These are some of the titles you may come across at your neighborhood video store in the coming months: “Bloodlust,” “Pet Shop,” “Prehysteria 2,” “Beyond Suspicion” and “Someone’s Watching.” Now, you probably don’t recall these movies’ playing in theaters and might assume they were so awful they were never released in theaters, going straight to video instead.
You’d be half right. They never did hit the big screen, but they weren’t intended to. They are part of what has become the fastest-growing segment of the movie business today, direct-to-videos (DTVs): films made for relatively little money ($1.3 million to $2 million average), with high-concept titles and sales pitches (“Bounty Tracker” . . . “When someone has to pay, someone will collect”) and in a popular genre (science fiction, action, erotic thriller). We’re not talking “Howards End” here, but the do make for acceptably diverting entertainment.
The stars usually have minimal--although enough--name recognition: Gary Busey, Eric Roberts, Joanna Pacula, Andrew Stevens. They may be on the way up or down in their careers. They may be big stars now who weren’t when the movie was made--catch Demi Moore in “Paradise” or Kevin Costner in “Gun Runner.” ( See accompanying story, Page 75. )
“Direct-to-videos is a thriving trend that doesn’t appear to be abating,” says Frank Moldstad, editor in chief of the weekly Video Store magazine. “The big hot A titles have an exaggerated value because they tend to go down fast. Just like when they played in theaters, the first weekend gross is the all-important one. These straight videos--which have no massive consumer buildup and are sold more on box art and word of mouth--tend to (appeal to video-watchers) for a longer period of time.”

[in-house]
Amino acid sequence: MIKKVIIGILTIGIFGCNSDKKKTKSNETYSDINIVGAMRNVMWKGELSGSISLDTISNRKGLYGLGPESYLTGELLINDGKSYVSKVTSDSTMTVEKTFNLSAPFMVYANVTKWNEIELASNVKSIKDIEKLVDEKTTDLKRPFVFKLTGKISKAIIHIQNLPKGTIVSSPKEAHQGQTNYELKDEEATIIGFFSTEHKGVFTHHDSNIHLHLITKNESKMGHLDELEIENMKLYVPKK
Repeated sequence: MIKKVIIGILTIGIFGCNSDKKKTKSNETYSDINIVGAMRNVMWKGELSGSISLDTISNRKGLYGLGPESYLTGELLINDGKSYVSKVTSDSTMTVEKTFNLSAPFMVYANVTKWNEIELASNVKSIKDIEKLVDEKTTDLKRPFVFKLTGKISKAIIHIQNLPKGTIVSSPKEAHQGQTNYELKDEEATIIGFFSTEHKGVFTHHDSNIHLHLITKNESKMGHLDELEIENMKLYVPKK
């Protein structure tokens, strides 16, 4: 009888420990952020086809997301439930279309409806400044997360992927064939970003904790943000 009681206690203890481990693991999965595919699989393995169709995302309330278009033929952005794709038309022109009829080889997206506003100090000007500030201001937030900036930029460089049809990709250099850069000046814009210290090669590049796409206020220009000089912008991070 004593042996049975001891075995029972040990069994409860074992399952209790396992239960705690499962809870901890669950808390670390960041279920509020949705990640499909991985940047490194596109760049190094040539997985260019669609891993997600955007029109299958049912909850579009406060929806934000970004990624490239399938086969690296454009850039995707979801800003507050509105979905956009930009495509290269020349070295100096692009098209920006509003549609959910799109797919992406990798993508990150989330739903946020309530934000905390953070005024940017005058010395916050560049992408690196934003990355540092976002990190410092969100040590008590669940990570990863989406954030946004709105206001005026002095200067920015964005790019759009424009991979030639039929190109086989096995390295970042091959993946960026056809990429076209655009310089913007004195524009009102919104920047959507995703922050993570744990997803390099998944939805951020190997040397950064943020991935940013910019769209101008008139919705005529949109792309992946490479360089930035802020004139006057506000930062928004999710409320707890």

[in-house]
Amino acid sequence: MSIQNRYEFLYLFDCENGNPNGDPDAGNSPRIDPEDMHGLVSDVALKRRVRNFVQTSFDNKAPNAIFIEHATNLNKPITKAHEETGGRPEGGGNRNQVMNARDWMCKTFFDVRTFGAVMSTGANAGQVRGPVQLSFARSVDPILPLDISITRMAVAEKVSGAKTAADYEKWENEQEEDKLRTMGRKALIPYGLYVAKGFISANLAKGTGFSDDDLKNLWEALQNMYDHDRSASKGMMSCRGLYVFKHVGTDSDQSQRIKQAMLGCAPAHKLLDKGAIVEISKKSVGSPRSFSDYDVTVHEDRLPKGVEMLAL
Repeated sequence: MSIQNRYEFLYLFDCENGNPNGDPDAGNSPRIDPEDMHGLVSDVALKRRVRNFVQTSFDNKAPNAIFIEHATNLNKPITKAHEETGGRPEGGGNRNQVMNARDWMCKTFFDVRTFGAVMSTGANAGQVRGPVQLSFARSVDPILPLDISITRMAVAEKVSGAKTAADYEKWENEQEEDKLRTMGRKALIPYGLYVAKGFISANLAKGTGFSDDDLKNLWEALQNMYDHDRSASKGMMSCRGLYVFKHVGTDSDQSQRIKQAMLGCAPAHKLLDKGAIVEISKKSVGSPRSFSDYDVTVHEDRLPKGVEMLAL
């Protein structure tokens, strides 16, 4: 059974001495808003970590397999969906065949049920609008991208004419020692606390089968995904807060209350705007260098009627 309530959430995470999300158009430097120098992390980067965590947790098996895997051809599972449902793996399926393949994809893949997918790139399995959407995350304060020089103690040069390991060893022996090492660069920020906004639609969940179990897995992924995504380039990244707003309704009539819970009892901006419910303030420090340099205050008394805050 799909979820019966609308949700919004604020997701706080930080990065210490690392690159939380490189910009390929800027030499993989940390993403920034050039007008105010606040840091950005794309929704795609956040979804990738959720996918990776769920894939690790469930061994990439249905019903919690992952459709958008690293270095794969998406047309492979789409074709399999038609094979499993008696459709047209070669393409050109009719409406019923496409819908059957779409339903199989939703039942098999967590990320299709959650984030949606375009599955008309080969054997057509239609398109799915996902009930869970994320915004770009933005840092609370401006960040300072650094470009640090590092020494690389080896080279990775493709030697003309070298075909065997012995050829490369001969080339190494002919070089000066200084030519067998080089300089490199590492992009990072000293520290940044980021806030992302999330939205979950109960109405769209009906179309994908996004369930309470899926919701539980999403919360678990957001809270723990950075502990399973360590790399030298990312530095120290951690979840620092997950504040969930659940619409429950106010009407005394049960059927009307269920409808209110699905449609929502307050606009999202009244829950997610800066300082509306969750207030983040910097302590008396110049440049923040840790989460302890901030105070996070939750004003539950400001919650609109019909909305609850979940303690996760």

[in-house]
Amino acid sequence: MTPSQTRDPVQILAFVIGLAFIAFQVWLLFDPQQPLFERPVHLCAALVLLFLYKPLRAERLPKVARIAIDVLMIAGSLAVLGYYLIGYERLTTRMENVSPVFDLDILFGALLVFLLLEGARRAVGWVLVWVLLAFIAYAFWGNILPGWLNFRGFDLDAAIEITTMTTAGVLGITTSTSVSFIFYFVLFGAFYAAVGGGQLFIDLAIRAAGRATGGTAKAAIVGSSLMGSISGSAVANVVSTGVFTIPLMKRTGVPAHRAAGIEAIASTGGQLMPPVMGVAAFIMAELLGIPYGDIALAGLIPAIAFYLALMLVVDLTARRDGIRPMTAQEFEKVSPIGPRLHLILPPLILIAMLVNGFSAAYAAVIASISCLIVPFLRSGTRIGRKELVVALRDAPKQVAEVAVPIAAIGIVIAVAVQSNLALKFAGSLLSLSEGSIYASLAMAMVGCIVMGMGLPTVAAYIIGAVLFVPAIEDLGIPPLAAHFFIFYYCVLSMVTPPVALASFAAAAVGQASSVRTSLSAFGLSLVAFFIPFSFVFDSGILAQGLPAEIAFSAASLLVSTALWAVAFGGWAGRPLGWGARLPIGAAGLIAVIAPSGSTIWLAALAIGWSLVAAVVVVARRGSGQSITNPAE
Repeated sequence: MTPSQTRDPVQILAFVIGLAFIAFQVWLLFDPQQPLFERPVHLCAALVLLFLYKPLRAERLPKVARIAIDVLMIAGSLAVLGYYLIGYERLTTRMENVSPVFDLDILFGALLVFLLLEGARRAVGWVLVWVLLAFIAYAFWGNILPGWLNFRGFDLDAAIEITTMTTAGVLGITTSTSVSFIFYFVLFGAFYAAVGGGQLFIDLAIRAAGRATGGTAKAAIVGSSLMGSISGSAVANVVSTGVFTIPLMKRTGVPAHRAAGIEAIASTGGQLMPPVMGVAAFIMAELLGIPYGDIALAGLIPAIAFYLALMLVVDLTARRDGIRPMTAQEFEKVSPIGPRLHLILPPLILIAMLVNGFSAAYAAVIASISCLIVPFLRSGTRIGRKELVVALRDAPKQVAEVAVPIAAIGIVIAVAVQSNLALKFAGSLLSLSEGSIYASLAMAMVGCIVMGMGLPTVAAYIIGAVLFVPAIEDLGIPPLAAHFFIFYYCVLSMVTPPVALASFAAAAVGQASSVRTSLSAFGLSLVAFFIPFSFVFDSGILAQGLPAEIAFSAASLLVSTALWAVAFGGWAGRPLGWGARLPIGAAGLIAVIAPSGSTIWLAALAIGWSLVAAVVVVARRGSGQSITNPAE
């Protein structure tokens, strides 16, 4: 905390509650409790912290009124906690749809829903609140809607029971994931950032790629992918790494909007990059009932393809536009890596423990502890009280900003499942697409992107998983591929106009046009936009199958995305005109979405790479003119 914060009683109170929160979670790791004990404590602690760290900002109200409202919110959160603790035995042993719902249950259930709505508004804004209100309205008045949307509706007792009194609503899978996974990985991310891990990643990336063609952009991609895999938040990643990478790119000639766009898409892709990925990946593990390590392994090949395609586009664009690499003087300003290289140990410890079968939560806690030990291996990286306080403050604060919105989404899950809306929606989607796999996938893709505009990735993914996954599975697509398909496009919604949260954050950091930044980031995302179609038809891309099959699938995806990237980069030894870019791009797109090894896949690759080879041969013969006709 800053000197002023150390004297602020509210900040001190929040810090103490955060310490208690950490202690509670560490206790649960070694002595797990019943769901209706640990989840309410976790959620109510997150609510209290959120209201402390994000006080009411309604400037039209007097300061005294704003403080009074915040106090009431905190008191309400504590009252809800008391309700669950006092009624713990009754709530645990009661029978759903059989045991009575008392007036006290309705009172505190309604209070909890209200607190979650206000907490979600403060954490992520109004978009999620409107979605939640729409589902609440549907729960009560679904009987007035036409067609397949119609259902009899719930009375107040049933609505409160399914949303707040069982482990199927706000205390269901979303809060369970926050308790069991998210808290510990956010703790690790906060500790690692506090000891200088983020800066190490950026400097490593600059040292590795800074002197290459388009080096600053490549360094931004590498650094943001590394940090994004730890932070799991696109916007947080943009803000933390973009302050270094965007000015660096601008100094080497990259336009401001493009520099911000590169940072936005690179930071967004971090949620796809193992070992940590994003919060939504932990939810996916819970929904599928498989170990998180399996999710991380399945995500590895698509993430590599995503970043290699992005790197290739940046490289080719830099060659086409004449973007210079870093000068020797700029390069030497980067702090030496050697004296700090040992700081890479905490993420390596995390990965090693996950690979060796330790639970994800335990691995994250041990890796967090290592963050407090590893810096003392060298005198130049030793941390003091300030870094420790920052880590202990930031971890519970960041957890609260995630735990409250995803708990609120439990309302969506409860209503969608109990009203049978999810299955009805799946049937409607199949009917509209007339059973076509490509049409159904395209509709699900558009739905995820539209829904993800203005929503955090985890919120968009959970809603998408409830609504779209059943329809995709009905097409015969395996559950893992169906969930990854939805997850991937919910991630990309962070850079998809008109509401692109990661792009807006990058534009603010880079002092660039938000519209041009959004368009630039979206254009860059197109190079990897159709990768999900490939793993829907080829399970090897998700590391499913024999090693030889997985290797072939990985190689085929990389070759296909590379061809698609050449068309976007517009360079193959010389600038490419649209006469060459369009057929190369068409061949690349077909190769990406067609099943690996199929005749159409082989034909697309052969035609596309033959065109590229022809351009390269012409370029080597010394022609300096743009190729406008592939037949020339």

Hundreds of these direct-to-videos are made every year, mostly by independent companies that think global. These are financed and frequently run by companies based outside the United States, such as Vision International, Saban International, Republic, Imperial, Epic, Trimark, Prism. Although all make other kinds of films too--children’s, television movies, low-budget features--the home video picture is something they’ve focused on over the past few years.
“We have been able to fill a niche that the studios weren’t attending to,” says Barbara Javitz, president of Prism Pictures, which makes anywhere from five to 10 DTVs a year, including the successful “Night Eyes” series. “As major features have become more costly, and as society has become more voyeuristic, we’ve been able to come up with more of these erotic thrillers, what used to be called B-movies.”
Or as Lance Robbins, senior vice president of Motion Pictures and Television at Saban says, “We’re doing ‘Sliver’ without the $10-million actress attached.”
Even the big Establishment studios and network film divisions are getting into the act in some ways: Paramount distributes all the DTVs made by Full Moon Entertainment, probably the leader of the pack. Columbia-TriStar Video acquires and distributes a number, as does Sony. ABC Productions is about to try its hand at direct-to-video with three such projects.
And why not? The fact is, whereas the big studios produce maybe 30 or 40 features a year, the DTVs are coming out fast and loose--and that means there’s money is to be made.